Ma Rainey’s Black Bottom examines the relationship between black artists and the world of mass communications in the early twentieth century. This relationship mirrors the position of black people in the society at large—a society dominated by white racism. August Wilson establishes these concerns early in the play through musical imagery and idiomatic language, using both the style and the lyrics of the blues as metaphors for African American life.
A bit of American history is indigenous to Ma Rainey’s Black Bottom. In the 1920’s Gertrude (Ma) Rainey was a force in the world of “race” recordings. Between 1927 and 1929, she recorded solely for the Paramount label, including the song that gives this play its title. The recording session dramatized in the script actually occurred in Chicago; most of the details and supporting characters have been invented.
The title of the play implies that all Ma has to do is appear and claim her rights as principal protagonist. In fact, however, Ma’s testament of her struggles as an artist is overshadowed by the collective experiences of her musicians: From their dingy rehearsal space they dominate the play. There is a tragic dimension to the lives of these men that is lacking in Ma’s experience. They are not faceless images of the masses—they are as distinct in their varying philosophies and sociopolitical viewpoints as they are in their dress and musical instruments—yet they represent the countless people who never attain celebrity and whose stories largely remain untold.
This play presents a representative incident that illustrates and interprets a crucial episode in the history of the African American people: the migration from the southern farms of their origin to the northern industrial cities; their emergence into modern life, with resulting transformation and spiritual crisis. It is a story of old ways and new ways, with themes of racism and human suffering. The action of the play takes place on the threshold between old and new, and it is appropriately charged with tension and conflict. The conflicts are not resolved during the play, and the play does not end hopefully. The conflicts include those between old and new, white and black people, northern urban innovation and southern tradition, young persons and old, ownership and labor, book learning (print) and folk wisdom (oral), backwoods stomp dance parties and electronic mass media, and community cohesion and individualism. At stake are survival, wisdom, and the opportunity for a good life.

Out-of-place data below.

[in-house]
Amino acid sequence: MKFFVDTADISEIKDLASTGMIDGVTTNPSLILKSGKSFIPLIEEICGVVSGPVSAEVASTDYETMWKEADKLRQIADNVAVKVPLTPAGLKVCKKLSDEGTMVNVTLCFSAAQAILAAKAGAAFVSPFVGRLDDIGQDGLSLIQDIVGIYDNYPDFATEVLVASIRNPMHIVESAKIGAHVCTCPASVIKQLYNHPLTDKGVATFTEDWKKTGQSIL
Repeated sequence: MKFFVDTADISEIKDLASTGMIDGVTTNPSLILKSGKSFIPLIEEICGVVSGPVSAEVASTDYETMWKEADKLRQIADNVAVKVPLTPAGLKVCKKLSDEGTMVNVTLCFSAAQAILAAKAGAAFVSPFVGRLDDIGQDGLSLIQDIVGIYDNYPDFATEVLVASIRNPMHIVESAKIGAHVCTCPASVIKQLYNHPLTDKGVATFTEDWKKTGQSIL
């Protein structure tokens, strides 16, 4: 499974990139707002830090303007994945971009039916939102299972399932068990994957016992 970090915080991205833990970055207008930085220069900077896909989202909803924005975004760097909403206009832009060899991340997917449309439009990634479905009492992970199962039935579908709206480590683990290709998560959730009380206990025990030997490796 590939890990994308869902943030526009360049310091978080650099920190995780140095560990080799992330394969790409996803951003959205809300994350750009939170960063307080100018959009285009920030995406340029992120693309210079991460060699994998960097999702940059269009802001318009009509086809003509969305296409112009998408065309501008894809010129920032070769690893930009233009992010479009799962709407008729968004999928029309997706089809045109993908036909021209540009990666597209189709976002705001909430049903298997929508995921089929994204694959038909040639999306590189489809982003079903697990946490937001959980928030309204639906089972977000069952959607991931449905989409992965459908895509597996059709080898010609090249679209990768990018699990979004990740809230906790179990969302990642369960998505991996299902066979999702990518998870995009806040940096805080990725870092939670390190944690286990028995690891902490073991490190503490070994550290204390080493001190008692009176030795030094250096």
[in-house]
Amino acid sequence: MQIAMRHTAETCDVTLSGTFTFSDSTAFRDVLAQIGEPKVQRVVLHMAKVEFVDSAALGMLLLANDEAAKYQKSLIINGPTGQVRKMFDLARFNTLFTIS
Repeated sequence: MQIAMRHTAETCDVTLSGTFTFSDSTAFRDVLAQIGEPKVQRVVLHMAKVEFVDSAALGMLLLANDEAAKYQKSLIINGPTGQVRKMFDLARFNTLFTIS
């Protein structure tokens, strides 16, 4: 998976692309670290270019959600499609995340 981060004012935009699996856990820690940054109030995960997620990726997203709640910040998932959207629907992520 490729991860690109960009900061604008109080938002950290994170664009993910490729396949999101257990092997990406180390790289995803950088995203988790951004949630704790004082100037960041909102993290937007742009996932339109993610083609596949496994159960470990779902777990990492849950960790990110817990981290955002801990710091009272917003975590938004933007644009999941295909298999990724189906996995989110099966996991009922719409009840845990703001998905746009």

Even the setting of the play reflects dualism and threshold in its division of playing space into a ground-level room for the recording session and a basement room for rehearsal. The audience sees only one room at any time. No white character enters the band room.
The contrasts and conflicts show up in the interactions between characters, notably between Ma Rainey and Sturdyvant and between Toledo and Levee. Sturdyvant, representing the interests of sales and new capital, feels no respect for Ma Rainey, her music, or her musicians. He values them only if he can use them for profit. His control over them is limited only by the extent to which he must placate Ma until she has signed release papers. Ma resists by refusing to cooperate unless he accedes to her wishes and recognizes her stardom.
Blues music is the fulcrum upon which the polarized forces balance. It provides the play with a title, a focus for the dramatic situation, and a vehicle for the themes. It is the glue that binds the characters together and the knife that slices them apart. The audience not only hears talk about this music but also hears the music itself, in fragments or in full song, in conflicting thematic styles, sung and played in spontaneous expression of individual and communal agony and...
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